Table 1.

Characteristics of Patients With Colon Cancer

Table 1.
Table 2.

Characteristics of Patients With Rectal Cancer

Table 2.

Elective Surgery

For colon cancer, elective surgeries performed on Thursday had the highest mortality rate (2.3%), Tuesday surgeries had the highest severe complication rate (15.5%), and Friday surgeries had the highest FTR rate (15.1%), without a clear increasing trend observed across the weekdays (Table 3). After adjustment for case mix, no significant increased risks were seen for any of the outcomes by day of elective surgery compared with Monday surgery.

Table 3.

Outcomes of Patients With Colon and Rectal Cancer

Table 3.

Among patients with rectal cancer, elective surgeries performed on Wednesday had the highest mortality rate (1.5%), surgeries performed on Monday and Wednesday had the highest severe complication rates (both 21.8%), and Tuesday surgeries had the highest FTR rate (6.8%) (Table 3). Again, no clear trend was observed across weekdays. However, after adjustment for case mix, severe complication risk was significantly lower for elective Friday surgeries than for Monday surgeries, but the C-statistic indicated that the model did not fit very well.

Similar results were found when comparing Friday surgery with surgery performed on Monday through Thursday, with a lower severe complication rate for rectal cancer surgery performed on a Friday. Slight differences in the odds ratios were observed, but the direction of the association and the model fit remained the same (data not shown).

Discussion

Given findings of previous studies showing a significantly higher mortality risk after elective surgery performed on a Friday, many wonder whether care delivered to patients should be reorganized to ensure good outcomes across the entire week. We used prospectively collected data from the DCRA to examine the risk of mortality, severe complications, and FTR by day of surgery (Monday through Friday) for elective colon and rectal cancer surgery. No elevated mortality risk was found, but instead the results showed lower severe complication risk after Friday elective surgery for rectal cancer and no significant differences for colon cancer.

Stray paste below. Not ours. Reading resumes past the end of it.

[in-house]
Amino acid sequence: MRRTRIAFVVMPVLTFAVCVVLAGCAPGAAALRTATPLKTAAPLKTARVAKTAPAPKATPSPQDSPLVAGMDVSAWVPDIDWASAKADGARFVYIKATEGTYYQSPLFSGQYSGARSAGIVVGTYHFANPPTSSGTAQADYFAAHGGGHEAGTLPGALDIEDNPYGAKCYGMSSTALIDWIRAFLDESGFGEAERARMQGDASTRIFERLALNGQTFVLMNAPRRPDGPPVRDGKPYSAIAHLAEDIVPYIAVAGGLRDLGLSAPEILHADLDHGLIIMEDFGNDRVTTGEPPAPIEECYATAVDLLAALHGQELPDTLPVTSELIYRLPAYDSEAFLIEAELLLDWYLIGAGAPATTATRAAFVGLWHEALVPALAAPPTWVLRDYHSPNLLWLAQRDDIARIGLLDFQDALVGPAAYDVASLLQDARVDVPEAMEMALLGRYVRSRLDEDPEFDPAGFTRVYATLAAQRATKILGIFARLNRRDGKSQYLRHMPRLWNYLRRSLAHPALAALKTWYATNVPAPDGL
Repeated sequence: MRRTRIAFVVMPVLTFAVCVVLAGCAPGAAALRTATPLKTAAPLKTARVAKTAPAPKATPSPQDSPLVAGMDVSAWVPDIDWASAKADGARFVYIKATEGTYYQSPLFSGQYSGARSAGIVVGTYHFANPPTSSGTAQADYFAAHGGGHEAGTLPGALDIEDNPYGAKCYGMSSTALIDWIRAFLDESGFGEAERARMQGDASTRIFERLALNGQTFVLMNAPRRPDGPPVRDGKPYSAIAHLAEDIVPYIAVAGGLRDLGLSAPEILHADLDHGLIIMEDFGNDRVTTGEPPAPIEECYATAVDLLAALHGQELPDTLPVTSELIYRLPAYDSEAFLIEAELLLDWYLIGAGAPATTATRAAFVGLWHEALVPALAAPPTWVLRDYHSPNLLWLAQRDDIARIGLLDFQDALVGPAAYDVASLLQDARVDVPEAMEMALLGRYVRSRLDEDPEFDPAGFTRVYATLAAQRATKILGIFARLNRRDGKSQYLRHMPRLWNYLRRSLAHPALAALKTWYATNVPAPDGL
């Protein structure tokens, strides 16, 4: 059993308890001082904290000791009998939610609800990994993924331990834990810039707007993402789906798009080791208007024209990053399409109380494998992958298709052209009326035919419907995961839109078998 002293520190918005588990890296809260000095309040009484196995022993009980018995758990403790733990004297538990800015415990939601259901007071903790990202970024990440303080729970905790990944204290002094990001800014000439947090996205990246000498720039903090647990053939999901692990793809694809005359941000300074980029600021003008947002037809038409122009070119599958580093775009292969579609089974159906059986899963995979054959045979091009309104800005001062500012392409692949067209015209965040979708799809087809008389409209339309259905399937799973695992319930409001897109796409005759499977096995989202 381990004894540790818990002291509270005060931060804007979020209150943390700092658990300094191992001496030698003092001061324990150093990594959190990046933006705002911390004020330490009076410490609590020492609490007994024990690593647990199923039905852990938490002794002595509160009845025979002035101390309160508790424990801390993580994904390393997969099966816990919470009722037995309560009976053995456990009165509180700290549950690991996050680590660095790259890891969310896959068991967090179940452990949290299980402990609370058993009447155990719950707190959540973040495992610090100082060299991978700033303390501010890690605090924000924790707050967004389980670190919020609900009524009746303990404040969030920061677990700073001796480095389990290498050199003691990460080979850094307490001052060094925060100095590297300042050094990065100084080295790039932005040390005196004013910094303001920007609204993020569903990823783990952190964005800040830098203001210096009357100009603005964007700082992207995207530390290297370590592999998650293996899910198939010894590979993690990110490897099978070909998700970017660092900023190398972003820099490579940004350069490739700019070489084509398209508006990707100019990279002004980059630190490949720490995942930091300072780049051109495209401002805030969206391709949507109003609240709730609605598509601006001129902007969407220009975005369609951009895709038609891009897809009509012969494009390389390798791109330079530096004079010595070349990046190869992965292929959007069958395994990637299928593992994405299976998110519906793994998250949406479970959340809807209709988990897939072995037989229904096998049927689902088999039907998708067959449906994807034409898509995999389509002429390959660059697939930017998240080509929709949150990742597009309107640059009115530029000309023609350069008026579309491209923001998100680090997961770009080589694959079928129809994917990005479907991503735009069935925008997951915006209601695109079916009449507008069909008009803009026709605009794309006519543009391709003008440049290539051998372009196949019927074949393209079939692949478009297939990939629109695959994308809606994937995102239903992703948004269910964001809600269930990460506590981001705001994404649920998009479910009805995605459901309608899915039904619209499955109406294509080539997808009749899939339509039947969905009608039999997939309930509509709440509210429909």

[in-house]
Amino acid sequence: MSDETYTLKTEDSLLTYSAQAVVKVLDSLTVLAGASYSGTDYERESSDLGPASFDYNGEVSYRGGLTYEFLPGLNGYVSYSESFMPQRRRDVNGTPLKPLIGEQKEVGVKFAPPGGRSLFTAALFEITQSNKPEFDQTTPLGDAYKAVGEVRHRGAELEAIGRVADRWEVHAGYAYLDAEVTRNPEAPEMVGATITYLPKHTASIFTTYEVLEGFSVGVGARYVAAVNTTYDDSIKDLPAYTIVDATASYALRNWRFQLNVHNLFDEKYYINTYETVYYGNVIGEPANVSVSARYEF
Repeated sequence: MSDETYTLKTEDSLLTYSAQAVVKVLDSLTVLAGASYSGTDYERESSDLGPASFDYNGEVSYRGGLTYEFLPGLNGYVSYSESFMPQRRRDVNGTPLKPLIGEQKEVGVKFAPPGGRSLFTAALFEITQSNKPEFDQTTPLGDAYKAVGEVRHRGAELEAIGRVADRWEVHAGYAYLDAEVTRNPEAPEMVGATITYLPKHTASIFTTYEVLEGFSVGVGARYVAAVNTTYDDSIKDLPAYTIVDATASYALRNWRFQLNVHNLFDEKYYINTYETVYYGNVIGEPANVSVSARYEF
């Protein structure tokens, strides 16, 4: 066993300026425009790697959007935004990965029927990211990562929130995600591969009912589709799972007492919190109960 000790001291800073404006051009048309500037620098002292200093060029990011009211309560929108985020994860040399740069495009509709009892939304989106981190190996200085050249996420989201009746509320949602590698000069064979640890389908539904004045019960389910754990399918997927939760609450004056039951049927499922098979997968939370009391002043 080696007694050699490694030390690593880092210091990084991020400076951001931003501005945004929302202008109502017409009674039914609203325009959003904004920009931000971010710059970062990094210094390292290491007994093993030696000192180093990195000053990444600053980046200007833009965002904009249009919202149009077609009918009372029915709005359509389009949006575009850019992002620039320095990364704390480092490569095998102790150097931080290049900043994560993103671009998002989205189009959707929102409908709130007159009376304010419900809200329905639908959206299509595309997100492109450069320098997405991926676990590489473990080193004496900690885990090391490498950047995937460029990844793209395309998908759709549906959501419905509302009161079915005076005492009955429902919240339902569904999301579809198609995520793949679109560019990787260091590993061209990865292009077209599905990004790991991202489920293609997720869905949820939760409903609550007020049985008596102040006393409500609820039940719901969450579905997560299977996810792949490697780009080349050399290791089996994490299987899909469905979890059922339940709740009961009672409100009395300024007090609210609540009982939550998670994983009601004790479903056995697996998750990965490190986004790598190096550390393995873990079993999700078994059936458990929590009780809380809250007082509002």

In contrast with previous studies,48 our study showed no significantly increased risk of mortality when elective surgery was performed on Friday. Interestingly, the Global Comparator study by Ruiz et al6 found a “Friday effect,” especially for the 6 Dutch hospitals participating in the study. These findings might be explained by the fact that they used administrative data and that the participating Dutch academic hospitals are not representative of all Dutch hospitals. Our study, however, used clinical DCRA data and included all Dutch hospitals. Dubois et al17 also did not find differences for elective surgeries performed on Friday compared with Monday; however, they excluded patients undergoing surgery outside office hours (also when it was a weekday). In our study, these patients might have been included because time of surgery is not recorded in DCRA data, but we still did not find any increased risk for Friday surgery.